[ANSWERED] Add option to embed soft subtitles in output files
#1
Goal: Automatic inclusion of subtitles into the mp4 file, for compatibility with players that are unable to read .srt files.

Current workaround: Manual use of Subler on osx for each file.

Almost functional workaround: user-specified command to call ffmpeg a second time. The problem is that the artwork added during the tagging phase is lost.

I am working on a changelist to support my goal by moving the postproc() code that merges the audio and video until after subtitles are downloaded but before tagging.

I am curious if A) if there is a better way to achieve my goal; or B) if there is a reason that the code is structured as is it that I need to be careful about to ever have a chance of a pull request being accepted. I see that there have been recent changes on github to subtitle processing, so it would also be good to know if there are planned changes near this code.
#2
The artwork for a get_iplayer mp4 is stored in the mp4 container as a second video stream in mjpeg format. Unfortunately, after further manipulation of the mp4 that stream does not seem to be recognized as cover art by players even when it still exists.

What you could do is to add another step to your almost functional workaround to add the artwork back.

Here's the steps (Windows I'm afraid, but should be straightforward to convert to other operating systems).

Starting with the downloaded, converted and tagged get_iplayer file: in.mp4 and the get_iplayer downloaded subtitles file: in.srt both in the current directory and with ffmpeg and atomicparsley in the PATH.
  1. Extract the thumbnail from the mp4
    Code:
    C:\>ffmpeg -i in.mp4 -c copy -map 0:2 out.jpg
  2. Add the subtitles as a stream
    Code:
    C:\>ffmpeg -i in.mp4 -i in.srt -c copy -c:s mov_text -map 0:0 -map 0:1 -map 1:0 -metadata:s:s:0 "language=eng" out.mp4
    Note: I've not bothered copying the mjpeg stream (-map 0:2), since I'll be adding the artwork back in the next step.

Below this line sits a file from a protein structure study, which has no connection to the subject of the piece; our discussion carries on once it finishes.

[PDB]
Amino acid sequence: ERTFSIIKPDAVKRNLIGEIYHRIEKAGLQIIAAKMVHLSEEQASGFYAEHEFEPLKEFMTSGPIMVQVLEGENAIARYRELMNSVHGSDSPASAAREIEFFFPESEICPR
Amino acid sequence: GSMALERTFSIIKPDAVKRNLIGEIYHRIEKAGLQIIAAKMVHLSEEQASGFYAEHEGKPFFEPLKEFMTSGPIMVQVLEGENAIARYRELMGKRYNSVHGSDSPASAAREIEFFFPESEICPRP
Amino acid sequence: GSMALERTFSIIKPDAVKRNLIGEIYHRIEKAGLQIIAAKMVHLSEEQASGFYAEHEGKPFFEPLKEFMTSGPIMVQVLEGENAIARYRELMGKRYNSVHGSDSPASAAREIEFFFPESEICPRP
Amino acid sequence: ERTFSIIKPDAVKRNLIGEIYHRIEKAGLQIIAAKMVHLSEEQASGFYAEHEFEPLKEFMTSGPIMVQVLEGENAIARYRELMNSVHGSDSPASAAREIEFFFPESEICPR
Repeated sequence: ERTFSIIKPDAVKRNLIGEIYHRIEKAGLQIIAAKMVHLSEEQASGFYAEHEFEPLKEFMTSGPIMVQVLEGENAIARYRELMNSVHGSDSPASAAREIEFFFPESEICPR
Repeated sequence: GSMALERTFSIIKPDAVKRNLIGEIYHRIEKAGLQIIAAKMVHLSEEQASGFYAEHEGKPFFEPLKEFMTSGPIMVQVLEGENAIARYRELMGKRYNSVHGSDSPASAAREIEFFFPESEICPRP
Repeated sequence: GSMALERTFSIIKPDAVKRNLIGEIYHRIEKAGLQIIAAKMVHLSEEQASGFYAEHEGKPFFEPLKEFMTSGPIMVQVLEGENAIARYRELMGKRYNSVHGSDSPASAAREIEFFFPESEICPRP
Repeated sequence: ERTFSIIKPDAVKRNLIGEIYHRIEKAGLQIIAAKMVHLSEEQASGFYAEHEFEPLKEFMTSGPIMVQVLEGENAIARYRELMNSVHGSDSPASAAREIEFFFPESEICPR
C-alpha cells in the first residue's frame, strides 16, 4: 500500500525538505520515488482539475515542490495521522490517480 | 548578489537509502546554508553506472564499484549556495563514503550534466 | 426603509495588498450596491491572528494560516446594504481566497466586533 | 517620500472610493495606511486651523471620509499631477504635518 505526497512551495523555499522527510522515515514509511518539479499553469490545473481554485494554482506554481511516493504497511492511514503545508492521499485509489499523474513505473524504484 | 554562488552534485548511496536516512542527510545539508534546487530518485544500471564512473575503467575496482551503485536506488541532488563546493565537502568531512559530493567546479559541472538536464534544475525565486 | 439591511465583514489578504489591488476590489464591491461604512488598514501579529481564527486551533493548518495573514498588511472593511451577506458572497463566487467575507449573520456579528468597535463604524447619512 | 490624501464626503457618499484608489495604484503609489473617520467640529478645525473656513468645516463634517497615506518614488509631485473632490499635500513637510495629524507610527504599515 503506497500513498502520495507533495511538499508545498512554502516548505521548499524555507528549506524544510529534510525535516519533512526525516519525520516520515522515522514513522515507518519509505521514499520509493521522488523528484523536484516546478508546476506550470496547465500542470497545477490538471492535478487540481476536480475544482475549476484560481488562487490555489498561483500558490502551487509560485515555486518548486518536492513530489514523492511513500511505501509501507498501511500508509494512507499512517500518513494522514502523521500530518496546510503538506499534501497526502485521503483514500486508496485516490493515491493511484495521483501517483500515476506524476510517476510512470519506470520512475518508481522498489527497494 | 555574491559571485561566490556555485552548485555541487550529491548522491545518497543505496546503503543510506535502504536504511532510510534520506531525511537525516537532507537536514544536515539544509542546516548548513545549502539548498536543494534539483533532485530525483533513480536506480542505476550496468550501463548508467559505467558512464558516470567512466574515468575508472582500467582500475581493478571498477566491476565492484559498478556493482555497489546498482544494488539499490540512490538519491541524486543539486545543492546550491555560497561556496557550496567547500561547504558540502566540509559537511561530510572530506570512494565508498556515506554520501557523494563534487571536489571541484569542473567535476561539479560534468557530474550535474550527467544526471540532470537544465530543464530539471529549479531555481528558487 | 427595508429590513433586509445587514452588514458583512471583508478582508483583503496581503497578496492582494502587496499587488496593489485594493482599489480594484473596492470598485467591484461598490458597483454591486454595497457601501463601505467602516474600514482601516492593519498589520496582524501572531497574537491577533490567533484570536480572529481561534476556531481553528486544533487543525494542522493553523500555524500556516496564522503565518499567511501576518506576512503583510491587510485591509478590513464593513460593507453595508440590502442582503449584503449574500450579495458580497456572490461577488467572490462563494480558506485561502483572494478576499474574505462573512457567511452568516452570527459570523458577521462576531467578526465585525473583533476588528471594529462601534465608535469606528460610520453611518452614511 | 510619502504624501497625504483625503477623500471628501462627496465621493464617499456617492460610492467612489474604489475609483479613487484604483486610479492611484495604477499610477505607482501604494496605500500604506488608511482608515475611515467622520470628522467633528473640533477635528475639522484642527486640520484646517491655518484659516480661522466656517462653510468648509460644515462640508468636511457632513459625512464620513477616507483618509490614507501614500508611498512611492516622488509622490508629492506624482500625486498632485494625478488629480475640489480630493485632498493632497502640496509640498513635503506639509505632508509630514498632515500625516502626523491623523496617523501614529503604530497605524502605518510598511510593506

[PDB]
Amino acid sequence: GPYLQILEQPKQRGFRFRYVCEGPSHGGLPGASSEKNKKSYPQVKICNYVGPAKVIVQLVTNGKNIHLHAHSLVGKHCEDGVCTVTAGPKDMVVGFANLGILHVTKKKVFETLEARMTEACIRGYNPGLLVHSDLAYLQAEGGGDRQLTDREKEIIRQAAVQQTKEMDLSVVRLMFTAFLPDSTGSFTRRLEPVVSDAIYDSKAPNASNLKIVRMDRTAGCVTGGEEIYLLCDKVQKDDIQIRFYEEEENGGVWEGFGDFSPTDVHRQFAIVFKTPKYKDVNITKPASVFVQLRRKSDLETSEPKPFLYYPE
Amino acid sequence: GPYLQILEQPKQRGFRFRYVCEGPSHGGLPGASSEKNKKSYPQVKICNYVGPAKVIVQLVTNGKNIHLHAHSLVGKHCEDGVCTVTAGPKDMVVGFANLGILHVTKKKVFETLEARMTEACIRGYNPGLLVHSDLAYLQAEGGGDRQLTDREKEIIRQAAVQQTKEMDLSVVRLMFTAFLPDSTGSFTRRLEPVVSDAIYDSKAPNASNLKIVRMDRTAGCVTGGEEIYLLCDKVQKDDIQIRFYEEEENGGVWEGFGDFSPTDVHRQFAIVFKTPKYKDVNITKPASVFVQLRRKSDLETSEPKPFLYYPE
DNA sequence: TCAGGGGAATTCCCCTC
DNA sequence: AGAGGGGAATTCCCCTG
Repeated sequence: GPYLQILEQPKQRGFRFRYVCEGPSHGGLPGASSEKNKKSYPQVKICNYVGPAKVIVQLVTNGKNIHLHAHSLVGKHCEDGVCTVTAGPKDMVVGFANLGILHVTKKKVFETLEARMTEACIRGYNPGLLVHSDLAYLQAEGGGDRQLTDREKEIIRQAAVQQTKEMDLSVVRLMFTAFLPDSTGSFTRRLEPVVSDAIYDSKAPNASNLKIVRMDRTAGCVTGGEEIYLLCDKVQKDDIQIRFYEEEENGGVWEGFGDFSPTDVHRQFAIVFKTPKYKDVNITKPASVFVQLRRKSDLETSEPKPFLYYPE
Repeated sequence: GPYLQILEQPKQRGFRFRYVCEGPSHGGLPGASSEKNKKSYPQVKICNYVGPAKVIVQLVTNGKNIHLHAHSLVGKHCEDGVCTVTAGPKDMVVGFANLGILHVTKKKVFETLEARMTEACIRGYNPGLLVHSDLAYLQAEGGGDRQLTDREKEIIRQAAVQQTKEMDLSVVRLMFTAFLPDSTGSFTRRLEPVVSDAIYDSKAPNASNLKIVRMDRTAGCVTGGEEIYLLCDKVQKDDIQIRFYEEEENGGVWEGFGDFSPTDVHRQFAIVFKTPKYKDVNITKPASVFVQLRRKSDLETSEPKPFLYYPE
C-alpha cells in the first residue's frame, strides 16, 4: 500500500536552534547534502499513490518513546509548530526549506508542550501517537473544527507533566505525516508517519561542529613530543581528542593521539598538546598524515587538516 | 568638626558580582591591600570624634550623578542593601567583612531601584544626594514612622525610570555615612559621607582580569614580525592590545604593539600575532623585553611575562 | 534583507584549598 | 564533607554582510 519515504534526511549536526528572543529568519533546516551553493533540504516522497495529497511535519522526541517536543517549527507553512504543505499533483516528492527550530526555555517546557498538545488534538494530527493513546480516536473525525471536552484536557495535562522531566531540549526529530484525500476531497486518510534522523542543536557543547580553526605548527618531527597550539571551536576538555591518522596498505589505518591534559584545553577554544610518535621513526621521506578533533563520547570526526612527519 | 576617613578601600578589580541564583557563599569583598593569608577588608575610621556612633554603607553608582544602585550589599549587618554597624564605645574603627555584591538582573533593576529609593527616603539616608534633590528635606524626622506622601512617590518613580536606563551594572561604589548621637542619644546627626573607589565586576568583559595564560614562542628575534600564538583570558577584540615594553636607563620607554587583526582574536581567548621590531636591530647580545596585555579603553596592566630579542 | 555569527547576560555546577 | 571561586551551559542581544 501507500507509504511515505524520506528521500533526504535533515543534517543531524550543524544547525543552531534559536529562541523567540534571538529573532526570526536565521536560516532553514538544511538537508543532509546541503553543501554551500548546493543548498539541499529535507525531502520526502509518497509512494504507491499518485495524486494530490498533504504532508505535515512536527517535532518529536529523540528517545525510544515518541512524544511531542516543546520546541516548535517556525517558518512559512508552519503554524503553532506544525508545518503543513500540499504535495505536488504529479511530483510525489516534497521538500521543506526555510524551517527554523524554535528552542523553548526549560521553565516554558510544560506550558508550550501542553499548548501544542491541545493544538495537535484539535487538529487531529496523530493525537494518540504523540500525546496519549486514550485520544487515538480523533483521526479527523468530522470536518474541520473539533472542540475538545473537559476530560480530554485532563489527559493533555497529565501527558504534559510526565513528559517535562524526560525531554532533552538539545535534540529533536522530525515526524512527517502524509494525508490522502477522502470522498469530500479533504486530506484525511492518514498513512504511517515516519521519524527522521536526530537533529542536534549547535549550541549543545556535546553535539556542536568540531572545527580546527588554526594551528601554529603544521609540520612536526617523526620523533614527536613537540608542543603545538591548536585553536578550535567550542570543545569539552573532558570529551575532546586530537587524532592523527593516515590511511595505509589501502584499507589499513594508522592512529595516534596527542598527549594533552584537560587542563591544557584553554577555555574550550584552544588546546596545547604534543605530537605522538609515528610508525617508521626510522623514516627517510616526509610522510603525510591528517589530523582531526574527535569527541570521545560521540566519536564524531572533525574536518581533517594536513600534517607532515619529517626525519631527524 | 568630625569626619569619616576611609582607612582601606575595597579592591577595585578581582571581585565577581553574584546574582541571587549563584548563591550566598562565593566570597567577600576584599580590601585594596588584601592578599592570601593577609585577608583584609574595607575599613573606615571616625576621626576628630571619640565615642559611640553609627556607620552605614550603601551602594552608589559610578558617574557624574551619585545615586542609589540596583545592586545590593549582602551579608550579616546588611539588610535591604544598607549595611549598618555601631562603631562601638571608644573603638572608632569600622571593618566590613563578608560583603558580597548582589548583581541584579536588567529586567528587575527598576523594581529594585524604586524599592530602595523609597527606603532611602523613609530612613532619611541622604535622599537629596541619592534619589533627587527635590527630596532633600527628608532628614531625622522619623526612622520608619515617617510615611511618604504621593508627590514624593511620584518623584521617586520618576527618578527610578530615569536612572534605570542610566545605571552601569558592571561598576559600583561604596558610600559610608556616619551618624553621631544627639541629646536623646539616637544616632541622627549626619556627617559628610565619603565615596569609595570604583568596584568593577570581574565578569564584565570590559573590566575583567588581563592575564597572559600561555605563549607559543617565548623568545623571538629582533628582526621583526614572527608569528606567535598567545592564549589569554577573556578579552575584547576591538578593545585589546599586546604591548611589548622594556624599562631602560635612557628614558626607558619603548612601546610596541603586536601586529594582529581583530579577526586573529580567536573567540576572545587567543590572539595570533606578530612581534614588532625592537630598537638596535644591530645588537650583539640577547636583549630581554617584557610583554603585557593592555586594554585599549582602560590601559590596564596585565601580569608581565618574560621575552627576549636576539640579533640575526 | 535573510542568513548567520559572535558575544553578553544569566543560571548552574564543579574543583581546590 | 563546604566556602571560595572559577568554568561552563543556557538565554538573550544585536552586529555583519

3. Add back the artwork as an mjpeg stream
    Code:
    C:\>atomicparsley out.mp4 --freefree --overWrite --artwork out.jpg
  4. Check the output (optional)
    • get_iplayer Output:

      C:\>ffmpeg -i out.mp4 2>&1 | find "Stream #"
         Stream #0:0(und): Video: h264 (High) (avc1 / 0x31637661), yuv420p, 1280x720 [SAR 1:1 DAR 16:9],
             2309 kb/s, 25 fps, 25 tbr, 90k tbn, 50 tbc (default)
         Stream #0:1(und): Audio: aac (LC) (mp4a / 0x6134706D), 48000 Hz, stereo, fltp, 93 kb/s (default)
         Stream #0:2(eng): Subtitle: mov_text (tx3g / 0x67337874), 0 kb/s (default)
         Stream #0:3: Video: mjpeg, yuvj420p(pc, bt470bg/unknown/unknown), 192x108 [SAR 72:72 DAR 16:9],
             90k tbr, 90k tbn, 90k tbc

      get_iplayer Output:

      C:\>atomicparsley out.mp4 -t | find "covr"
         Atom "covr" contains: 1 piece of artwork
  5. Clean up (optional)
    Code:
    C:\>del in.* out.jpg
If you've used the --thumb option when downloading the programme you can skip step 1 and use the downloaded thumbnail in step 3.


After this process you'll end up with a tagged (with artwork) out.mp4 file with video, audio, subtitles and mjpeg streams.
#3
(18-12-2017, 05:16 AM)just_another_user Wrote: Goal: Automatic inclusion of subtitles into the mp4 file, for compatibility with players that are unable to read .srt files.
It's a no from me. I'm not willing to support such functionality. If you or anyone else should wish to implement this in get_iplayer yourself, I'm obliged to caution you: If you want to add such new features, you must take over as maintainer.